Home Golden Retrievers Golden Retriever Panting – Should You Worry?

Golden Retriever Panting – Should You Worry?


As with all dogs, panting is a very normal thing with golden retrievers. Usually, it is to cool off or regulate their body temperatures after a walk under the sun, a run or any form of exercise.

As a golden retriever owner, you may have noticed that they pant more often than other dog breeds. You tend to be worried when you notice that their panting is quite out of the ordinary. Some health reasons may account for your retriever’s excessive panting.

The question then is why is your golden retriever panting so much? We will look at some of the reasons in this article.

What Is Panting?

Heavy breathing with short, quick breaths, usually with open mouths is what we term panting. Everyone pants: humans and animals alike and it is mostly after engaging in extreme physical activity such as running. When dogs pant, they usually have their tongues out in a protruded manner.

Is Panting A Natural Behaviour For My Golden Retriever?

Yes! No need to be distressed if your golden retriever seems to be panting more than usual. Although, as we have mentioned, there could be some health implications why they are panting so much, it is really very natural for golden retrievers to pant more than other breeds.

As humans, we sweat through the pores of our skin to cool off. Dogs do not do that, rather they pant to surfeit body heat through their mouth.

It is even normal for a golden retriever to have his whole tongue out, drooling all over the place.

Why do they do that?

Why Is My Golden Retriever Panting So Much?

1. As mentioned early on, the most common reason your golden retriever will pant is to cool off. This is how they get rid of excess heat, taking in oxygen into their lungs and bloodstream. Excess heat accumulates in your retriever’s dense double coat and extra-long fur and can cause a heatstroke which can be very fatal for him.

Aside from outside hot temperatures, indoor warm temperatures or even a blow dryer used on him after a bath can be too warm for your retriever.

This can cause excessive panting. You will need to take your retriever to a cooler room and provide him with water to aid in quick cooling.

2. Your lovely golden retriever can also pant excessively when they experience stress, anxiety or fear, usually caused by loud noises like fireworks, thunderstorms, sirens and parties. Also, when excitability, which is normal for golden retrievers turns into extreme anxiety, they tend to pant to express that anxiety and a retriever owner, should look out for this.

Some dogs will be pacing, licking or chewing incessantly and these are also some signs of anxiety in your retriever.

Sometimes during a car ride or waiting at the vet’s office, you may experience this type of excessive panting in your retriever.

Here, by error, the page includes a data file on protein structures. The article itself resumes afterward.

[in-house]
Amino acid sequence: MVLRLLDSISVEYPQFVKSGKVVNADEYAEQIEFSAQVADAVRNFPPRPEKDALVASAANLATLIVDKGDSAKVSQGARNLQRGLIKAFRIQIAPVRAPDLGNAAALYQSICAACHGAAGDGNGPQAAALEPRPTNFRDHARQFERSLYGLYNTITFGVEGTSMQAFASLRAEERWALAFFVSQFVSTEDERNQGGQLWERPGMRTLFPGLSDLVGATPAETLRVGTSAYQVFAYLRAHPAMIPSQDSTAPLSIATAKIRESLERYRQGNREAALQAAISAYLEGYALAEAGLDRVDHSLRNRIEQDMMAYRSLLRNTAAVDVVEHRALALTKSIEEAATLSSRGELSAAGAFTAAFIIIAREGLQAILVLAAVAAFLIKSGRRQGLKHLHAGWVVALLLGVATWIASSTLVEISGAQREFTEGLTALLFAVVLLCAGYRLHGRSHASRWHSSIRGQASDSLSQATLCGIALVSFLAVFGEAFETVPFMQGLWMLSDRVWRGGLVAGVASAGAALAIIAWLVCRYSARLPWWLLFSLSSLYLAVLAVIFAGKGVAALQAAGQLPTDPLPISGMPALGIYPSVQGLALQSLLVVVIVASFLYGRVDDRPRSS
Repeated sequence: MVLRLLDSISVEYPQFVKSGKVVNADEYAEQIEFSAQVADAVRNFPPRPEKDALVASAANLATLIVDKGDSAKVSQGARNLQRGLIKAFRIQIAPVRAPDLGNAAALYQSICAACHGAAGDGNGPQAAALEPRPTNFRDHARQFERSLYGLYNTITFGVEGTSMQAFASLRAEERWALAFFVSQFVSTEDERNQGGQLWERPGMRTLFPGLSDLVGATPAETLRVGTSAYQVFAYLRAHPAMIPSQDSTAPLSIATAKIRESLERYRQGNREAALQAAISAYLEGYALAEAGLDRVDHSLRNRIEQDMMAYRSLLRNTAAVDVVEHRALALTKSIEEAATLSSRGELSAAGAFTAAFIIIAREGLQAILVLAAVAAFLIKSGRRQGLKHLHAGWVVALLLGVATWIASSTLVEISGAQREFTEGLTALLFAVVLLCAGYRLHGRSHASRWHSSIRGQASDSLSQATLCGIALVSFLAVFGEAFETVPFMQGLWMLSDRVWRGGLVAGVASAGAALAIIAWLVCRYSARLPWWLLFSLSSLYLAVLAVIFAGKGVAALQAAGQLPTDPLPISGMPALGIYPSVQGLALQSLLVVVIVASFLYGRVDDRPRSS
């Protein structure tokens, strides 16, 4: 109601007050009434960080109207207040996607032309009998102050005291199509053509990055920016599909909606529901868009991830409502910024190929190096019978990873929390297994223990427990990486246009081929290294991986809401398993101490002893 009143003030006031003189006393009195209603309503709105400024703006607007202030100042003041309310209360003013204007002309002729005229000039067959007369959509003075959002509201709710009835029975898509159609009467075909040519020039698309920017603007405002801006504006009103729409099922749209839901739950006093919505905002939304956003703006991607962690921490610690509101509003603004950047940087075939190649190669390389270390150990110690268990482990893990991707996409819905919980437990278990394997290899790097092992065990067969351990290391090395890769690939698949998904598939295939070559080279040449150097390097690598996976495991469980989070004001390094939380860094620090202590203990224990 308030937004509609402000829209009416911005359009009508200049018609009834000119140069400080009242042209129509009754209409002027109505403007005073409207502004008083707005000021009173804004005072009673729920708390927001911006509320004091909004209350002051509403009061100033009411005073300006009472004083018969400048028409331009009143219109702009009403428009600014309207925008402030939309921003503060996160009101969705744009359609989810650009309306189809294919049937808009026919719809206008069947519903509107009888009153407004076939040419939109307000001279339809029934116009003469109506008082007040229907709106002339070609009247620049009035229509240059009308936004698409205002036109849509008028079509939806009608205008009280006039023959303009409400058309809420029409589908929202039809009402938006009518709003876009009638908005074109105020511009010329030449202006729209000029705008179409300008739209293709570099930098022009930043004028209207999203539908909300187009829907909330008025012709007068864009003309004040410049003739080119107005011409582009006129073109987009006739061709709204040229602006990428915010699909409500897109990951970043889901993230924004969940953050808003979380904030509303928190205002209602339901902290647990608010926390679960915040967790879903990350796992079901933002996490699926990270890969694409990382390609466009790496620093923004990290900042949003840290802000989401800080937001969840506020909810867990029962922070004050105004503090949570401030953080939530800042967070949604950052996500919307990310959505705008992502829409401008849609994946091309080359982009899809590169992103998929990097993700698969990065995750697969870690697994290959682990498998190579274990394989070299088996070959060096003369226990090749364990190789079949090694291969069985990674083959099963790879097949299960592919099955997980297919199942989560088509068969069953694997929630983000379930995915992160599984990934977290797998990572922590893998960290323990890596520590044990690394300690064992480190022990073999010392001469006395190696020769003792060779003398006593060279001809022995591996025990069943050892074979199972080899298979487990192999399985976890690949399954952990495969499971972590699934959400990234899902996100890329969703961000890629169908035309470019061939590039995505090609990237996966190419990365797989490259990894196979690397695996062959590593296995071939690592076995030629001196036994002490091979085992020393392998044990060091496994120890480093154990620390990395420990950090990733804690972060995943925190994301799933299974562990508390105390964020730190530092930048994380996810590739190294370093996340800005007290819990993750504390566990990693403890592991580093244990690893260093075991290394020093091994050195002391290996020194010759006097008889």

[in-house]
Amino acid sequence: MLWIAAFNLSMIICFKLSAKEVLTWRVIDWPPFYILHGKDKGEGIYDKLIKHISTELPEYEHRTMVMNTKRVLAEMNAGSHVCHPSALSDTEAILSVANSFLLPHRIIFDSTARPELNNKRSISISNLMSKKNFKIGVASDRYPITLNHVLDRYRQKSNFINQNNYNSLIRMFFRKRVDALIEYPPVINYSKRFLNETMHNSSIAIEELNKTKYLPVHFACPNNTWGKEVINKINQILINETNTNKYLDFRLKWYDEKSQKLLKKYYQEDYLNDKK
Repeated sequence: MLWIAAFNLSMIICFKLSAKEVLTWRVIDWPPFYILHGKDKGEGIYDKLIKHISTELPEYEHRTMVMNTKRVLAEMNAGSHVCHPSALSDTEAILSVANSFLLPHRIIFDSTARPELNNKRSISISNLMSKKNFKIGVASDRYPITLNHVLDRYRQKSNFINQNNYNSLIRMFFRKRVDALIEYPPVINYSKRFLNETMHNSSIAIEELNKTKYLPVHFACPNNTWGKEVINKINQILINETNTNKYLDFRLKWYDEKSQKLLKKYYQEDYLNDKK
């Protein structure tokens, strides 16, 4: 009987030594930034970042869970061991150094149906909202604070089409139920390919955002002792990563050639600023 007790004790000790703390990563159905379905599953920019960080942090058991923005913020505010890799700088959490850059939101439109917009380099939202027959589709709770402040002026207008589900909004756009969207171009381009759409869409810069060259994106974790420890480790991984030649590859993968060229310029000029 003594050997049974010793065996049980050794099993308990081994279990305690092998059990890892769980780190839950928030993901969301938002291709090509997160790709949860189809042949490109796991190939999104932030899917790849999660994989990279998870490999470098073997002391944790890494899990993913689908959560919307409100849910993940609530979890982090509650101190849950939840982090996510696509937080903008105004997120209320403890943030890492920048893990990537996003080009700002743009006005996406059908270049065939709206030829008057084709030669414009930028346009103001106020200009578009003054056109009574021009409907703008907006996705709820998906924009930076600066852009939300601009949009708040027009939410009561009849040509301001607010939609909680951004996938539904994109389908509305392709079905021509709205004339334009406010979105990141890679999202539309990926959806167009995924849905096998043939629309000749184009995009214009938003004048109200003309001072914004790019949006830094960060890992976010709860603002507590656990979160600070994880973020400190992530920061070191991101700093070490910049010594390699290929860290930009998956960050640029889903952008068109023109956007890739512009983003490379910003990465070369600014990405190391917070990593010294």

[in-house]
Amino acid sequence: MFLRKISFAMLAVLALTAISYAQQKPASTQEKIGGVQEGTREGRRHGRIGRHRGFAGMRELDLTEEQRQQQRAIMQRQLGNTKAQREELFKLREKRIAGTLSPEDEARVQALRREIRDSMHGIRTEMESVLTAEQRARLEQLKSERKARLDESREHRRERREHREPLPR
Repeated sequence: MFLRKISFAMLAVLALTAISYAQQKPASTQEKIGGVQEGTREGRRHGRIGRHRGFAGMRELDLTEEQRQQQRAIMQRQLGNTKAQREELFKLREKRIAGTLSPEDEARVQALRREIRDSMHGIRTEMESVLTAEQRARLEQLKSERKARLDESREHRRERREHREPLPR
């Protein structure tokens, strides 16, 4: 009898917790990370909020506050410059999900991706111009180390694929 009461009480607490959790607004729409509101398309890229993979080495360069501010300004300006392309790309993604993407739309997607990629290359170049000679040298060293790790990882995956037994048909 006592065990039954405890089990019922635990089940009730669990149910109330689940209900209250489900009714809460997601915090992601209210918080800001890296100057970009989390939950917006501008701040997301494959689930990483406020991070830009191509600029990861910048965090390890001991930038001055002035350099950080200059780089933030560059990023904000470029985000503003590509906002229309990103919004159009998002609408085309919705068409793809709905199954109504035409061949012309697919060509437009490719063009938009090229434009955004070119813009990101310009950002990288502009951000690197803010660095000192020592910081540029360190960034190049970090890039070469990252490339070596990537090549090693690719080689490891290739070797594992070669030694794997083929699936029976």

Golden retrievers also tend to show what we call fight or flight behaviour when something scars them. For instance, a huge sound of thunder or fireworks results in so much panting. This is a normal response to fearful stimuli.

According to an article on flight or fight response in dogs by renowned dog trainer Adrienne Farricelli, some physiological reactions of dogs to anxiety and fear include an increase in heart rate, blood pressure, blood flow to muscles, blood sugars, clotting and muscle tension – all useful in ensuring that muscles are readied to either fight or sprint away as fast as possible.

Whichever outcome your dog chooses will ultimately lead to an increase in breathing and panting as their bodies require higher oxygen to cool down.

It is thus clear that your golden retriever’s body temperature is increased by stress, anxiety and fear amidst a host of other reactions that increase the demand for more oxygen in the muscles and heart.

Now, in the same way, humans sweat and breathe heavily to calm down when experiencing anxiety and fear, your golden retriever will pant heavily to cool down by increasing oxygen flow to the muscles and heart.

3. Another reason your golden retriever will pant is after exercising or playing, they will want to knock off some heat and as such heavy panting after this should not be surprising to owners. In fact, golden retrievers love to engage in physical activities; exercising, training and playing. Yes, they love to burn energy!

They are athletic and very active in nature and as such are prone to excessive panting as a natural response. Of course, training, exercising and playing require that more oxygen gets to the muscles and heart. Panting does the trick for your golden retriever.

When your golden retriever is panting, what is happening is that he is getting rid of the excess heat through water evaporation from its lung, mouth and nasal passages. This regulates his body temperature, which is a positive thing for him.

4. As aforementioned in this article, there may be some health implications if your golden retriever is panting more than usual.

One of them is ageing in dogs. Age is another cause of excessive panting in your golden retriever. As you may have already noticed, your golden retriever is panting more often than before, now that he is older.

This is because as opposed to young puppies who are energetic and tend to move around freely, elderly retrievers often experience some difficulties moving around due to arthritis, and joint issues common in aged dogs.

Your aged retriever may find it difficult to exercise or run up and down your home, like he used to before and tends to pant much heavily now when he tries to do even half of what he used to do.

This is a normal effect of ageing in dogs. Although panting in ageing dogs is quite normal, you should discuss pain medications with your vet if you have a feeling that your retriever is experiencing some pains in his joints.